Although it has not been possible to set up any new capped drawdown arrangements since 5 April 2015, existing ones can continue. Staying in capped drawdown can be useful for members who want to go on receiving pension income without triggering the money purchase annual allowance (MPAA). Provided they do not trigger it in other ways, of course.
With the government’s recent confirmation that the MPAA reduction from £10,000 to £4,000 will be backdated to 6 April 2017, this could be even more advantageous for those still funding pensions.
Capped drawdown members can take pension income of up to 150% Government Actuary's Department (GAD), but don’t have to take any. It is also possible to take more than 150% GAD – but this automatically converts the plan to flexi-access drawdown and triggers the MPAA.
GAD is based on long-term gilt yields, the member’s age and their capped drawdown fund value. A seemingly obscure change to the GAD tables came into force on 1 July 2017. As a result, some members’ incomes will reduce at their next review if gilt yields remain very low.
This is because the 2017 GAD tables cover gilt yields down to 0% and replaced tables covering gilt yields down to 2%, with the 2% rates applying if actual gilt yields were lower.
Providers have to recalculate GAD every three years for the under 75s in capped drawdown, and every year for those aged 75 and over.
Adding funds to an existing capped drawdown arrangement also triggers a review. For the under 75s, so does using funds for annuity purchase or a pension debit following divorce. The under 75s can also request early reviews.
Susan had a three-year review of her capped drawdown plan in July 2017. She was 67 with a £125,000 drawdown fund. Her previous review was in July 2014 when she was 64 with a £120,000 fund. Her maximum income fell as a result of the new GAD tables.
Back in July 2014, the gilt yield for capped drawdown was 3.21%. That gave GAD of £58 per £1,000 of fund or £6,960. So in the year up to July 2017 she could withdraw up to 150% GAD – or £10,440.
The gilt yield for July 2017 was 1.56%, giving GAD of £53 per £1,000 of fund or £6,625. 150% GAD has therefore fallen to £9,937.50.
If the previous GAD tables had still been in force, Susan would have benefitted from GAD based on a 2% gilt yield. At £56 per £1,000 of fund, that would have given £7,000 equating to 150% GAD of £10,500.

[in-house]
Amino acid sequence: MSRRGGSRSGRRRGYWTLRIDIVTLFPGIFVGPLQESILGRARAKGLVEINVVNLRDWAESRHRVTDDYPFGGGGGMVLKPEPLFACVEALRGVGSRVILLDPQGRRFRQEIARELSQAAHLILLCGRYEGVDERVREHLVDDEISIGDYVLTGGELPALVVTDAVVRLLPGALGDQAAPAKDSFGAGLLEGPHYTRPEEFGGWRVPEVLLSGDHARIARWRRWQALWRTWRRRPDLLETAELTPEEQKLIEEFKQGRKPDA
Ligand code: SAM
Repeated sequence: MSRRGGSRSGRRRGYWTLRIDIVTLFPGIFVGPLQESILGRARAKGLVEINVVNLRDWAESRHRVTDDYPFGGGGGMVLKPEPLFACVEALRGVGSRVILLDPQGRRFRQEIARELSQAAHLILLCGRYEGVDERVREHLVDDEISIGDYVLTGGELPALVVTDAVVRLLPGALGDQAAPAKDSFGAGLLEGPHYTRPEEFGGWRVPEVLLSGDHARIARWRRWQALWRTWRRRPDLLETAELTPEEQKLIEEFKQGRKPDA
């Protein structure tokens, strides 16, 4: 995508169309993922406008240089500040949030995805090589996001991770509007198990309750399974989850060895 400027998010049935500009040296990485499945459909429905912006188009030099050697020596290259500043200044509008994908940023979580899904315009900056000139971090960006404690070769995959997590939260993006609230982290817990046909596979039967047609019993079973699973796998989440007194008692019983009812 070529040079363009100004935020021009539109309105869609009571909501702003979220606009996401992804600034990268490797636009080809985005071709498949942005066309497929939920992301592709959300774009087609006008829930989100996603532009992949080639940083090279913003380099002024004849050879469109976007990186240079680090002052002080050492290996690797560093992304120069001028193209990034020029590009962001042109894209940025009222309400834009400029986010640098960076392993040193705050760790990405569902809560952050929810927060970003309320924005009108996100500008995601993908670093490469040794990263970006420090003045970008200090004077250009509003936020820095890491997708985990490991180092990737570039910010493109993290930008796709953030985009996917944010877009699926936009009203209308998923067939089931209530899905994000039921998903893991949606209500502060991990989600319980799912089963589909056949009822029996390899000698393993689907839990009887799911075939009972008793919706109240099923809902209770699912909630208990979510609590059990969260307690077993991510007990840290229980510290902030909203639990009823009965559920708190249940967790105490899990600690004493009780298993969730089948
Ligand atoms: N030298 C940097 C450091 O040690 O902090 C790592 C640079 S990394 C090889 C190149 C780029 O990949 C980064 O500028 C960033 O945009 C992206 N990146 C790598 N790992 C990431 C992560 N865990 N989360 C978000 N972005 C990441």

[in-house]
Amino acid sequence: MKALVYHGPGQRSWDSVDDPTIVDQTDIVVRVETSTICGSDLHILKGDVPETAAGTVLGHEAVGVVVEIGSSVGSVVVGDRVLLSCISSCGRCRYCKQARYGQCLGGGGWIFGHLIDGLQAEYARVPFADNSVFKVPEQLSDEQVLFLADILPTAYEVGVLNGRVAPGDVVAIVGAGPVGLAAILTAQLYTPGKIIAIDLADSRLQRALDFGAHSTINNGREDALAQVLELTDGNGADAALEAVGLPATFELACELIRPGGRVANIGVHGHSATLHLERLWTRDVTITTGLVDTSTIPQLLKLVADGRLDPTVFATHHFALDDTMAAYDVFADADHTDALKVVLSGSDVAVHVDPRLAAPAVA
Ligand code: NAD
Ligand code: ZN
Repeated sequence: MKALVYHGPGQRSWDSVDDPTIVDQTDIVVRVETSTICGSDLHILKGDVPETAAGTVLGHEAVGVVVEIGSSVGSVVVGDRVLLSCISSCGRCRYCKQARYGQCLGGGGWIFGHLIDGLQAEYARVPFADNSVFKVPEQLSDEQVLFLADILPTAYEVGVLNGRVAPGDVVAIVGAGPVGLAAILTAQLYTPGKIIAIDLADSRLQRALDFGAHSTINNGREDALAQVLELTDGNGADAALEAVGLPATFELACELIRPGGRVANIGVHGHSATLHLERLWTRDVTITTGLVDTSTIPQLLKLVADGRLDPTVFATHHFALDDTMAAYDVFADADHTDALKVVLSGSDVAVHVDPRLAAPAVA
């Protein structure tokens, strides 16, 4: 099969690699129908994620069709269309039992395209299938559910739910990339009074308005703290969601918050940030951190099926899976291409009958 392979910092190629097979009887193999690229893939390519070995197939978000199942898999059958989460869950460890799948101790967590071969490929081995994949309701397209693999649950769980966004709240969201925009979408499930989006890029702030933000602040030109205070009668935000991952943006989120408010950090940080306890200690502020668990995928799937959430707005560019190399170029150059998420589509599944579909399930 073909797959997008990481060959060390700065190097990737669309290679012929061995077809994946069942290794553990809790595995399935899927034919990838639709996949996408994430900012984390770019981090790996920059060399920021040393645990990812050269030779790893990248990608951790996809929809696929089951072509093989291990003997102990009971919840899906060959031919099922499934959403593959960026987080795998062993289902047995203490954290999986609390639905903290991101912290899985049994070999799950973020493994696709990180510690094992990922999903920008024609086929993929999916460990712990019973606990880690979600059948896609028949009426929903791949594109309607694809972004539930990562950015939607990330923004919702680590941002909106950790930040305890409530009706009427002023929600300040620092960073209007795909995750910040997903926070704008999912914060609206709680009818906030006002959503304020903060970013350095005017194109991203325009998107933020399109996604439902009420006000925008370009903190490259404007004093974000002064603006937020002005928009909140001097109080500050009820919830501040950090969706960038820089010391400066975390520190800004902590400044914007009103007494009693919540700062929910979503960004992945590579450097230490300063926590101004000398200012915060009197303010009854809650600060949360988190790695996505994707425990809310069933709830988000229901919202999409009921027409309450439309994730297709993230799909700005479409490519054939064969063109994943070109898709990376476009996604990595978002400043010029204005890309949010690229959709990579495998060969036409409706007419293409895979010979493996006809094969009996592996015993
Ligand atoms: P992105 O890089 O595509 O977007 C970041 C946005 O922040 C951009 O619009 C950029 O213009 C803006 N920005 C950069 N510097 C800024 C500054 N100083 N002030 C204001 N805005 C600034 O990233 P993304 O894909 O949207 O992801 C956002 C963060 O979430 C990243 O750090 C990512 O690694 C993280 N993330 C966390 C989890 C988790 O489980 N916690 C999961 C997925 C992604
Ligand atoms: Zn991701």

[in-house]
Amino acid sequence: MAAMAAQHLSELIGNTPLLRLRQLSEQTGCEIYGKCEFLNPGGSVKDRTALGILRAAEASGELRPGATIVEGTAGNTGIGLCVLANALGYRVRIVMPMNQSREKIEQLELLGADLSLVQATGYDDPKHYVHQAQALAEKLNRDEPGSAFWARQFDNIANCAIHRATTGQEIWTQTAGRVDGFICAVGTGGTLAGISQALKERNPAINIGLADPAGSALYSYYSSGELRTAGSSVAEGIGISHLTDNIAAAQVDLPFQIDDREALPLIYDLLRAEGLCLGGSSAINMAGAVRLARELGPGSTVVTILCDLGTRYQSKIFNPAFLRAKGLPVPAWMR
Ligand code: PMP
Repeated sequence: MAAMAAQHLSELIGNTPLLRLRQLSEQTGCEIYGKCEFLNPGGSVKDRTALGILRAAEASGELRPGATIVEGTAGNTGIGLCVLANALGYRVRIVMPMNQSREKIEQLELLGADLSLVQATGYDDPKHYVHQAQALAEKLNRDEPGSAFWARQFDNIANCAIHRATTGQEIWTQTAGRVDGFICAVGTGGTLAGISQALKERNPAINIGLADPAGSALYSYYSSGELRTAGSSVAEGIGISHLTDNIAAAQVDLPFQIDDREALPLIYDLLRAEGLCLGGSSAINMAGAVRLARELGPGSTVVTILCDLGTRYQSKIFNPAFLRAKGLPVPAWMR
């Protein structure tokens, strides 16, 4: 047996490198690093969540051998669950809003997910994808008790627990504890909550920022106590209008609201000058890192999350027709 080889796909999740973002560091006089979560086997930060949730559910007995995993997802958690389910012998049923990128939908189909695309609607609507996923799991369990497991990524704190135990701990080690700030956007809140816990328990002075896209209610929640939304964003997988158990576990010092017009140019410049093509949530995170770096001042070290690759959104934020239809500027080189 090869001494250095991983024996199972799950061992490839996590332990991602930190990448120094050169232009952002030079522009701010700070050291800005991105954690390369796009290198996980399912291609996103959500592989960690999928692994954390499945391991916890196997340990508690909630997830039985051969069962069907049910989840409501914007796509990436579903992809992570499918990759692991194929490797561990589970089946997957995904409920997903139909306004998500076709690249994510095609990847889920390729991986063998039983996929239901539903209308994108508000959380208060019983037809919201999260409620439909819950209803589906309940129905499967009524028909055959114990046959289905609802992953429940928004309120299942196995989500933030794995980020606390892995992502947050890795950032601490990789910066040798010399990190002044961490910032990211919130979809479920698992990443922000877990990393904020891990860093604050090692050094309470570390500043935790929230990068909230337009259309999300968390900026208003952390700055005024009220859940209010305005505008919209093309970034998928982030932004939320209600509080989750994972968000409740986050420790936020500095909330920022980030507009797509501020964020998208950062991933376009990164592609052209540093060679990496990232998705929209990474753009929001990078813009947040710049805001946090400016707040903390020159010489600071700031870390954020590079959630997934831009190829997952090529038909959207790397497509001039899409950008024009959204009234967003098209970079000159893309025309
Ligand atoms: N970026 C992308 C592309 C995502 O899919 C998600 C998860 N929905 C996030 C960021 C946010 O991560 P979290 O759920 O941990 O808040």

If a member’s income reduces, their options include converting to flexi-access drawdown – normally by asking their provider to do this. However, this will trigger the MPAA.
If a member still has any uncrystallised funds, they might be able to increment their capped drawdown plan to provide extra income – without triggering the MPAA.
However, some providers set up a new drawdown arrangement every time a member crystallises additional funds and can only offer flexi-access drawdown from 6 April 2015. Affected members could consider transferring their capped drawdown and uncrystallised funds to another provider that can increment existing capped drawdown.
For those who have funds with different providers, transferring just the drawdown or uncrystallised funds might also solve the problem. All forms of drawdown to drawdown transfers are authorised provided the funds are received into an empty arrangement.
Adding new funds to capped drawdown triggers a lifetime allowance test. As with flexi-access drawdown, there’s a second lifetime allowance test if the member is still in drawdown at age 75 – although this doesn’t apply to any funds already in drawdown by 5 April 2006.
The death benefits are the same as for flexi-access drawdown. Under 75, any remaining funds within the member’s available LTA provide tax free death benefits. From age 75, the death benefits are taxed at the beneficiary's marginal income tax rate.
Bernadette Lewis is financial planning manager at Scottish Widows